The author Vincent Ruggiero defines critical thinking in his book Beyond Feelings: A Guide to Critical Thinking, as a “search for answers, a quest.” It is the idea that one does not accept claims, ideas, and arguments blindly, but questions and researches these things before making a decision on them. From what I learned in class, critical thinking is the concept of accepting that there are other people and cultures in this world that may have different opinions. It is being able to react rationally to these different opinions.
I have often felt that I’m a competent critical thinker, but then there is that word feeling in my statement. In chapter two, the author Ruggiero explains that often feeling and thought are interchangeable (18). On some issues I believe I have done just that, used my personal feelings and beliefs to influence my opinions, and arguments, preventing me from seeing the other side. For instance, how I originally viewed the homeless and poor. They were drunk, lazy, and had made the personal choice to live the way they were living. Of course, some of my bias did come from personal experience with an assorted few. The drunken homeless man behind work, or the welfare mom buying cheap pizza, pop, chips, instead of fruit and vegetables. Not once did I think to ask their story, or to look at the situation from their point of view.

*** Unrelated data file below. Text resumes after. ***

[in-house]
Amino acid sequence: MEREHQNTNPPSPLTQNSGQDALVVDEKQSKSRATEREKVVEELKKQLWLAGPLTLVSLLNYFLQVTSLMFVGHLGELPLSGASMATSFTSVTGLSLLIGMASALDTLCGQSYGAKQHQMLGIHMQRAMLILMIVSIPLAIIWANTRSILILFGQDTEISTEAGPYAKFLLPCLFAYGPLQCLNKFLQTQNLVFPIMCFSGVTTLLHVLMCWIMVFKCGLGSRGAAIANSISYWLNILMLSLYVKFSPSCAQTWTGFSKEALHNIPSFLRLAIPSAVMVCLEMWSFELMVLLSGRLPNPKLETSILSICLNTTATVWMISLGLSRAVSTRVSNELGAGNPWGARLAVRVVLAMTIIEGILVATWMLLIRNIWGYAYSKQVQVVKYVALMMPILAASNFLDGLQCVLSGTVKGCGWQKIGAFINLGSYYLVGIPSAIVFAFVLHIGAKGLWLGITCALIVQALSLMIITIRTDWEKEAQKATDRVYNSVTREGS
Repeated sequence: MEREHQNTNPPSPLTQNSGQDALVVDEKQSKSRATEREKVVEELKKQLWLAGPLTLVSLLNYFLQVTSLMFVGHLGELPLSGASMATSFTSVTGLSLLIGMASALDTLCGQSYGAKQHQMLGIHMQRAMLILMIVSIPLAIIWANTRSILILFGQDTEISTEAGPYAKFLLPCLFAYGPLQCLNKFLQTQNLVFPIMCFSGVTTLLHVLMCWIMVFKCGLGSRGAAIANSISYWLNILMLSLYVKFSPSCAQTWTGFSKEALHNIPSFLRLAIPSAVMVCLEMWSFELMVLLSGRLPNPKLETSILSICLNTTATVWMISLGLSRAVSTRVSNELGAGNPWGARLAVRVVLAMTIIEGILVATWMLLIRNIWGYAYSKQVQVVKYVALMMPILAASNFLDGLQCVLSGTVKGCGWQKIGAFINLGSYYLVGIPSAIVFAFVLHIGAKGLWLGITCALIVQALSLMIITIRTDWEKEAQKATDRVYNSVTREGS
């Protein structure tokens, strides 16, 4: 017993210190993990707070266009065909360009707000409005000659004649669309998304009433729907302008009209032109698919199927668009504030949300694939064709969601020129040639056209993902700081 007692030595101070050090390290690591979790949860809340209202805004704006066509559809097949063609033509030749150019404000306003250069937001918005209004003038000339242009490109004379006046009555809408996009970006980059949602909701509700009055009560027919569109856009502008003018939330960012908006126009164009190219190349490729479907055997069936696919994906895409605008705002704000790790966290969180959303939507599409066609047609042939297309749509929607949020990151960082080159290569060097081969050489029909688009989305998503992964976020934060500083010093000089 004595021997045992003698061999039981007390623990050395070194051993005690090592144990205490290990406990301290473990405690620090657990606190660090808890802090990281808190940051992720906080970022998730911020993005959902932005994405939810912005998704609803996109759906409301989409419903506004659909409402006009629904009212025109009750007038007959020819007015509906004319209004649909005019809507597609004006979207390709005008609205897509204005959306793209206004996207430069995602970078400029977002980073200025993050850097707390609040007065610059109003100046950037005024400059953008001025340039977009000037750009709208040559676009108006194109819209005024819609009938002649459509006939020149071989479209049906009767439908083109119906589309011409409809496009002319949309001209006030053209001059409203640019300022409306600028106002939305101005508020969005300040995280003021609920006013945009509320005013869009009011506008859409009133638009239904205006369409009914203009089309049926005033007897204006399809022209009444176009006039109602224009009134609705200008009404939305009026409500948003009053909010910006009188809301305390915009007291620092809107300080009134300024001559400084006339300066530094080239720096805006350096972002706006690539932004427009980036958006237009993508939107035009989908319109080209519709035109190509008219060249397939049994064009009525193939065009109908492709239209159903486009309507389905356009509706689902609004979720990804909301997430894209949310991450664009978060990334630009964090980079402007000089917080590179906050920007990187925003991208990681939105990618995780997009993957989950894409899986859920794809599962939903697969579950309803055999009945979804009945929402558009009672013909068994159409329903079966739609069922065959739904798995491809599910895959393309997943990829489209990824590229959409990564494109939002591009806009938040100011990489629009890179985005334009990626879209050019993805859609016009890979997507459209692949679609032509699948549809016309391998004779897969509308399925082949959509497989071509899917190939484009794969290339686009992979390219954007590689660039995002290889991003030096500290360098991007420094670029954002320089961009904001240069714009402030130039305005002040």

Personal experience aside, how I was raised was also a huge influential factor in my beliefs. I was taught that one has to work hard, save, invest, etc.… do everything right and good things will come. To some extent I still believe this. However, when the housing market crashed I gained personal insight into what it means to be poor. With life adjustments, there also came reevaluations of my way of thinking.
The question who am I, who do I want be, circled in my mind. As I began to read Beyond Feelings, the sentence by Sidney Harris, “Ninety percent of the world’s woe comes from people not knowing themselves, their abilities, their frailties, and even their...